With the free availability of Google Analytics, there has never been a better time to get a firm grip on your website statistics, and to understand exactly what your site visitors are up to when they arrive. This is a very powerful tool that can track many different aspects of your website, although it can be a bit overwhelming to decide what you want to measure and for what reasons.
There is so much potential information on offer, whether you want to track lead conversion or ecommerce transaction conversion, you will be able to uncover the most meaningful statistics that will reflect progress against your business strategy and online objectives.
If you are responsible for a website, you will want to know everything about it, from page views through to keywords searched on to which type of browser your visitors are using, but for other stakeholders within the company this may be too much uninteresting or incidental information.
In order to get all staff behind your website efforts, you should choose one or two key metrics that can be regularly communicated – and they should be metrics that directly affect your bottom line. If you have an online store, the most understandable metric is a conversion rate, and this can be as generic or as specific as you think your colleagues can understand.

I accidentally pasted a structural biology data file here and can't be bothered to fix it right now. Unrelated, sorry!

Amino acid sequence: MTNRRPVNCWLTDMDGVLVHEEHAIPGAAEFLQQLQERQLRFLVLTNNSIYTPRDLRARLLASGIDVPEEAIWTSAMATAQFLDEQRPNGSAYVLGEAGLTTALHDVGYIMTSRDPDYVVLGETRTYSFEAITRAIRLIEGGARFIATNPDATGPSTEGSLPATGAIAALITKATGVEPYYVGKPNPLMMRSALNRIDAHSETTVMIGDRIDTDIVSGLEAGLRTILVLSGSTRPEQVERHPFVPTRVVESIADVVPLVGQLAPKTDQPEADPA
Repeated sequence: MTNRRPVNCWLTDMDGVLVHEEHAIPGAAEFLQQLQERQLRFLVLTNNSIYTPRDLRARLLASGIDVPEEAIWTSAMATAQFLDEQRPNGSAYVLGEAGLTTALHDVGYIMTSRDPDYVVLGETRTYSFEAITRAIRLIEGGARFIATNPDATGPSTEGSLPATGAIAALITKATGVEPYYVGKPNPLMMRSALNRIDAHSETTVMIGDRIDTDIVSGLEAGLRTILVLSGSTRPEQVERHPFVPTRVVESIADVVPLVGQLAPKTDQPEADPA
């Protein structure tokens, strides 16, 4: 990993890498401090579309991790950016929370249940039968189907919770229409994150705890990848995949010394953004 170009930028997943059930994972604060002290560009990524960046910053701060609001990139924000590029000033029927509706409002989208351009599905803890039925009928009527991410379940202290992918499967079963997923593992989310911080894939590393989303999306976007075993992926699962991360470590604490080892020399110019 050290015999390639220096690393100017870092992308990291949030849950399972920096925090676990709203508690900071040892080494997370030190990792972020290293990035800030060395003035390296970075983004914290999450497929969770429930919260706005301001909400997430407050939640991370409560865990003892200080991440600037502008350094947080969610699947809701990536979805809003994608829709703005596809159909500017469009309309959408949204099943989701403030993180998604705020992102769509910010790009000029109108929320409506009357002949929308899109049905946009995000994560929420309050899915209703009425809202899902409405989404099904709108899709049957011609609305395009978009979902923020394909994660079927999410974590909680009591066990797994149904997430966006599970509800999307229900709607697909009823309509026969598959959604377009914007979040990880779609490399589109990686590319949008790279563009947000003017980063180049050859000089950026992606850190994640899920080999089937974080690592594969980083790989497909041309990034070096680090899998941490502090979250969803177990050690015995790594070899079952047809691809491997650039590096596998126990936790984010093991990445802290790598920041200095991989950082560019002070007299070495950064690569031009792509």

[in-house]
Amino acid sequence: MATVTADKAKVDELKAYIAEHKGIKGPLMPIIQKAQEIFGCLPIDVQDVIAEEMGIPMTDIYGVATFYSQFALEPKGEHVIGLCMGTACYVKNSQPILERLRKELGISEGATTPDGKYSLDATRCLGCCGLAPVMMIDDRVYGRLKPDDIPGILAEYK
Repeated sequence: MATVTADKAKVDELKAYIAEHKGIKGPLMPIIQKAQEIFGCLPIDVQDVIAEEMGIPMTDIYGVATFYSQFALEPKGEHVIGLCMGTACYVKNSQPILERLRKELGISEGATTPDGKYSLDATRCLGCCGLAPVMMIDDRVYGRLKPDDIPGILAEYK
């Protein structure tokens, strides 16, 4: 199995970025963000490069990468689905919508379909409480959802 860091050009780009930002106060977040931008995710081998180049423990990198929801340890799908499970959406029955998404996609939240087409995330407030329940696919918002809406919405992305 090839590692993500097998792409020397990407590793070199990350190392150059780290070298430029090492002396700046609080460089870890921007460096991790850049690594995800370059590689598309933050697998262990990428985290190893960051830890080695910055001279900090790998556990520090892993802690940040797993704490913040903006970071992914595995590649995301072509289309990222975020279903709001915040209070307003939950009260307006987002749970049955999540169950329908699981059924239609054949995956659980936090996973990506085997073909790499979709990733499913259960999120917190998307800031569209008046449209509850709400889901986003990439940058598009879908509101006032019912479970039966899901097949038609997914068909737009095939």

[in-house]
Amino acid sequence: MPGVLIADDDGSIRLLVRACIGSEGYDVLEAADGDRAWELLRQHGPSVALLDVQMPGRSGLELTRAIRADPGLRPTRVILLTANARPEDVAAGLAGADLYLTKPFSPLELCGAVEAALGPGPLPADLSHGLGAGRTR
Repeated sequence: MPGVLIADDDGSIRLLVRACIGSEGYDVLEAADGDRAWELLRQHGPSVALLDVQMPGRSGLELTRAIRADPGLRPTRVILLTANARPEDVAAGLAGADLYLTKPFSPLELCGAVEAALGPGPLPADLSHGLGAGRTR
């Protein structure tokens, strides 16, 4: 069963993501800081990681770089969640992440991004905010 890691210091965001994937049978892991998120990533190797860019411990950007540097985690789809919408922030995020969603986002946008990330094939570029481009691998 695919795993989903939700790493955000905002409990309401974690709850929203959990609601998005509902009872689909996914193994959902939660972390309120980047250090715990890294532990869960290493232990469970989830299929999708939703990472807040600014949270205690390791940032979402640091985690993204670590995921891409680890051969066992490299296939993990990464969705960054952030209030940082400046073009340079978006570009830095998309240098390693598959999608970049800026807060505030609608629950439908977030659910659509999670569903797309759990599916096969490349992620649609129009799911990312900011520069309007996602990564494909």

A macro-conversion rate of number of visitors followed through to number of sales is a good top line number, although a more granular funnel-type micro-conversion of how far customers get through your shopping process and at which points they drop out of the process will be invaluable to you as you cross-reference this to the site customer experience and determine how this can be improved.
Having a number or a series of numbers that can be regularly shared across the company will give a shared sense of achievement and progress, and will allow everyone to align behind commonly-shared expectations for progress that demonstrate your progress towards clearly-defined business goals.
How do you measure your website? Are you making the most of your metrics and using them to gain buy-in to your website development? If you are then I would love to hear about this in the comments; if you feel you could do with some help on this, please get in touch.